For instance, Harry and Amelia top the British charts, but they rank much lower here in the U.S.—number 709 and 30, respectively. And two of the most popular names in the UK are Alfie and Jessica—neither of which charts highly in the U.S. (Jessica's at 120, and Alfie's even lower—it hasn't even broken the top 1000.)
And some of those UK chart toppers may be worth importing, especially if you're looking for something semi-traditional but not so popular here. My picks for girls include Isla, a name which comes from a river in Scotland (it's pronounced Eye-la); Harriet, an old-fashioned name along the lines of more popular American choices like Charlotte and Scarlett; and Zara, the name of one of the Queen's grandchildren, a nice alternative if you like Zoe. For boys, try Finley, a name that means hero; Oliver, one of the top 10 in the UK, but much less popular here (it currently ranks number 56); or Callum, a fresh alternative to the -den names like Brayden, Jaden and Aidan.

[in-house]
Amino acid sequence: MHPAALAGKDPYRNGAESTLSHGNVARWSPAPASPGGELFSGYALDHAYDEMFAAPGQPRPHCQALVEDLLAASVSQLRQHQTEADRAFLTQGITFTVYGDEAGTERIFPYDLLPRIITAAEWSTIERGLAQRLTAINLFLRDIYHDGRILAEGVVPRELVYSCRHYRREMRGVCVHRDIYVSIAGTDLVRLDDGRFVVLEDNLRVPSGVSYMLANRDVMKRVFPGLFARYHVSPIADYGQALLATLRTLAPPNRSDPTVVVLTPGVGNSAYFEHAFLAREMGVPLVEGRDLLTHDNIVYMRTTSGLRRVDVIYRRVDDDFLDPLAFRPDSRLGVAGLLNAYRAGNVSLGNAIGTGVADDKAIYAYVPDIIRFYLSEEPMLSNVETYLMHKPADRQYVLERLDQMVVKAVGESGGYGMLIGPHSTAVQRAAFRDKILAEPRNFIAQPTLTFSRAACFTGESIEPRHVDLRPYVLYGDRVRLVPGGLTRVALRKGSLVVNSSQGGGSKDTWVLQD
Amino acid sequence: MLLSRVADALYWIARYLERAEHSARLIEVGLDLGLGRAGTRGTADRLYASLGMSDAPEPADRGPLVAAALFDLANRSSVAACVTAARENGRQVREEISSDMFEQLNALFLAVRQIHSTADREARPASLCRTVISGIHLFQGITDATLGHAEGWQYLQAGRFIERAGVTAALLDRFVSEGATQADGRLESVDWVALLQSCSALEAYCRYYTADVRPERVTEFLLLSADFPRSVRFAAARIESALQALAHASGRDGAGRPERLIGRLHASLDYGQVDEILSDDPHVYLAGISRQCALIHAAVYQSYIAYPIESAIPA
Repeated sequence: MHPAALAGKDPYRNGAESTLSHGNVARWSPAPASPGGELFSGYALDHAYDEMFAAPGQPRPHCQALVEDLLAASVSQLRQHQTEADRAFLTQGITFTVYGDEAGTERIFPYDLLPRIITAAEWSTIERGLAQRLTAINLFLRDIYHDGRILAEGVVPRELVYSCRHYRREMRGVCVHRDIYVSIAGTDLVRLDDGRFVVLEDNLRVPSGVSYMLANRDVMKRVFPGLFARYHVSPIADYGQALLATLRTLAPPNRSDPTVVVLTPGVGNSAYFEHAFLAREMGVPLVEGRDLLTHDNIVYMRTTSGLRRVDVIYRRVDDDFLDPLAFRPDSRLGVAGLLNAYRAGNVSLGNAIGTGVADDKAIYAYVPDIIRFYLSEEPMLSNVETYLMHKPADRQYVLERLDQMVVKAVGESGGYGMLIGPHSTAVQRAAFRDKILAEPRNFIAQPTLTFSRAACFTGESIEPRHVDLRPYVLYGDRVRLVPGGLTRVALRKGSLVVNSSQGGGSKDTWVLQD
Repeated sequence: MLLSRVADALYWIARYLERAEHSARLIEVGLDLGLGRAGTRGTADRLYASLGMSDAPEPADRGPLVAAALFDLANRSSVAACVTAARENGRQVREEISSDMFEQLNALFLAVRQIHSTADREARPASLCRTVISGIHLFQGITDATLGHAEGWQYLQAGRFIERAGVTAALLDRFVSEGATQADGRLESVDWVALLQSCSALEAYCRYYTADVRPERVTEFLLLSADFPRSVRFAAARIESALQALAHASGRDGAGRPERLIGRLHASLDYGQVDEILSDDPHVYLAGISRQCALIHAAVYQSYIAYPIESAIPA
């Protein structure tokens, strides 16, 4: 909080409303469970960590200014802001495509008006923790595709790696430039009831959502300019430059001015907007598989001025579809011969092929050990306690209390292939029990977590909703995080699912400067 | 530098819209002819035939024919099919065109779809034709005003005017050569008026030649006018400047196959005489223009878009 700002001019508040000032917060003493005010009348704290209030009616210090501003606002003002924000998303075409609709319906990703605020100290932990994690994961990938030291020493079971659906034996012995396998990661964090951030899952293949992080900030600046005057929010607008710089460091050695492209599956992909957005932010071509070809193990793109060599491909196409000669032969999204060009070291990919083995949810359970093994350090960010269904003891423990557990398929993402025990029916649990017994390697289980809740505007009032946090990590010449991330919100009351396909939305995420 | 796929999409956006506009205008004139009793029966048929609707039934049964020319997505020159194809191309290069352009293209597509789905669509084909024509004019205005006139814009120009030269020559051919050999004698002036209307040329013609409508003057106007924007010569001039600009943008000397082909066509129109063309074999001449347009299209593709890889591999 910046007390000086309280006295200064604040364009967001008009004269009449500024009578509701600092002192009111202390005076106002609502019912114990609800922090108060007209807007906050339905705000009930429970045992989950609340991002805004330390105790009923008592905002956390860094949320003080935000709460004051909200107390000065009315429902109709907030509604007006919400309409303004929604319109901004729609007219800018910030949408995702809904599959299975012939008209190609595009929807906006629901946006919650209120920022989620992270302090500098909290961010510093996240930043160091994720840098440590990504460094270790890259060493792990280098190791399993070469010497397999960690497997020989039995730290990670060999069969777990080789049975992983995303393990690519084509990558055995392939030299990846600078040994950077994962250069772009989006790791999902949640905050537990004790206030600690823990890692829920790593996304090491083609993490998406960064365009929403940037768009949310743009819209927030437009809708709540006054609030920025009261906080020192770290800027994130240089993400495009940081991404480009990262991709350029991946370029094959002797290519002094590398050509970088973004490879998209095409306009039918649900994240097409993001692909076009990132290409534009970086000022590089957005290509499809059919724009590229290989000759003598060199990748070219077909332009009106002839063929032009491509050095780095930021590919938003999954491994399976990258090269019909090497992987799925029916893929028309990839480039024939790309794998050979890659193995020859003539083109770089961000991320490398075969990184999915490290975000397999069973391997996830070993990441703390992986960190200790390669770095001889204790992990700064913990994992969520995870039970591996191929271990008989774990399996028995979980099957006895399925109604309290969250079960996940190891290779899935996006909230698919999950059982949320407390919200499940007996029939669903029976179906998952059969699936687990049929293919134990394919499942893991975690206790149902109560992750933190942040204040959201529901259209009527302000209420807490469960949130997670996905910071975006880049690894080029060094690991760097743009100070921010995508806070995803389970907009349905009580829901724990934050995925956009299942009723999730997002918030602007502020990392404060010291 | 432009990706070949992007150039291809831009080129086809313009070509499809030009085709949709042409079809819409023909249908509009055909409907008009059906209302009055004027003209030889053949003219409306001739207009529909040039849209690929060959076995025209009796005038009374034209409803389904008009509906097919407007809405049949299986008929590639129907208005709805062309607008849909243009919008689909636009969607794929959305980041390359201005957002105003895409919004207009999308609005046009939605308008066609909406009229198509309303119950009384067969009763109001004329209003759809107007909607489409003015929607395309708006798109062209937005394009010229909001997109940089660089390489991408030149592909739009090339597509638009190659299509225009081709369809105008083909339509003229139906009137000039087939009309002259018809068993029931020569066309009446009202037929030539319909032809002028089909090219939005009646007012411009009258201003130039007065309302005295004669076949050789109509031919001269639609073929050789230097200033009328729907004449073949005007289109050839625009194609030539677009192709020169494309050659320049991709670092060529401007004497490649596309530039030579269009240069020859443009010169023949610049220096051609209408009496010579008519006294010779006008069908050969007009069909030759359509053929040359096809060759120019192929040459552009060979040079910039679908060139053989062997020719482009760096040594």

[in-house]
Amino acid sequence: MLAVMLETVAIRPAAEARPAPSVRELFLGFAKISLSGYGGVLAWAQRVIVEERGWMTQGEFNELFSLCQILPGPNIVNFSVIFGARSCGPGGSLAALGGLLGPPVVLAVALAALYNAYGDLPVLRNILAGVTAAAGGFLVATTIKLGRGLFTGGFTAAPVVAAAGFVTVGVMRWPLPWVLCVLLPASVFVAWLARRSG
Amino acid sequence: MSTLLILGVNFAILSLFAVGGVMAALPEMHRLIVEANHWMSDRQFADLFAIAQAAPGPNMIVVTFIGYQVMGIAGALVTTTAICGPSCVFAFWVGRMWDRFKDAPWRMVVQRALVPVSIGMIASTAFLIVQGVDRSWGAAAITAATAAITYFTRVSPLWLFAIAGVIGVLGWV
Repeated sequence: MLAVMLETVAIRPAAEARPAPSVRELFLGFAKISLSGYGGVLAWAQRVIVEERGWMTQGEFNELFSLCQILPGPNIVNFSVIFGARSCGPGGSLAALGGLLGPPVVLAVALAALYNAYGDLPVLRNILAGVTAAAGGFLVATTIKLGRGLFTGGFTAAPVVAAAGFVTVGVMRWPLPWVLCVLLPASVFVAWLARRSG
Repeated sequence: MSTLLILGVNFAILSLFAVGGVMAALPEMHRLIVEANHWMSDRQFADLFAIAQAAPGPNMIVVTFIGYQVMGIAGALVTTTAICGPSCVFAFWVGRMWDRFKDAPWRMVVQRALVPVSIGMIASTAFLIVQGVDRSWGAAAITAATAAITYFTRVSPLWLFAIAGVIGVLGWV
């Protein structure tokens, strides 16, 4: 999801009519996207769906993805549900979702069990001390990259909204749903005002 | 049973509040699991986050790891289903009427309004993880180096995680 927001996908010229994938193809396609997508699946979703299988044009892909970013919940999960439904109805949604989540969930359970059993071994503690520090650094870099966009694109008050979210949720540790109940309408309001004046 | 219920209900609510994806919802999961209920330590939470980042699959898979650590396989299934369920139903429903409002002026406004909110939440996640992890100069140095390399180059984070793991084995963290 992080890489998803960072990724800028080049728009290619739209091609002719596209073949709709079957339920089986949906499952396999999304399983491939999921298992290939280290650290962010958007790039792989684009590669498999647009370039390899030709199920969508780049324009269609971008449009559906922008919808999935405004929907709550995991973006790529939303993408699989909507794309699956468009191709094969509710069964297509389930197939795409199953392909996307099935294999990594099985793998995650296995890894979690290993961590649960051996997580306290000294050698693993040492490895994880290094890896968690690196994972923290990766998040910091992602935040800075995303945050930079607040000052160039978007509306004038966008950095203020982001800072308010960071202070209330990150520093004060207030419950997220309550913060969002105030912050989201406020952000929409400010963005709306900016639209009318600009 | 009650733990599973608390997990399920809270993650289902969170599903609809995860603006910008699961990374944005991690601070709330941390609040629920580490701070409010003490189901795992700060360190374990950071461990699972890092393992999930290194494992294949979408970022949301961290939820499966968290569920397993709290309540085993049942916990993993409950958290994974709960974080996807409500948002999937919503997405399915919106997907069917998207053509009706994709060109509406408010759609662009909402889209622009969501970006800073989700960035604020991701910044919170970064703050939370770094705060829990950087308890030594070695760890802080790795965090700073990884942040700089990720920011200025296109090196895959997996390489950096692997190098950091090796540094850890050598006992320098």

One of the interesting trends in the UK is the use of nicknames as the "official" name, instead of the full name—like Alfie instead of Alfred or Millie instead of Millicent. I think it's especially interesting, given the UK's traditionally more formal mindset. Maybe they're starting to loosen up a little?
Here's a glimpse at the top 10 in England and Wales:
You can see the full top 100 baby names on the British Office for National Statistics website.
What do you think of the British taste in baby names? Do you see anything on the list you might love for your baby?
Photo: British baby by MartiniDry / Shutterstock.com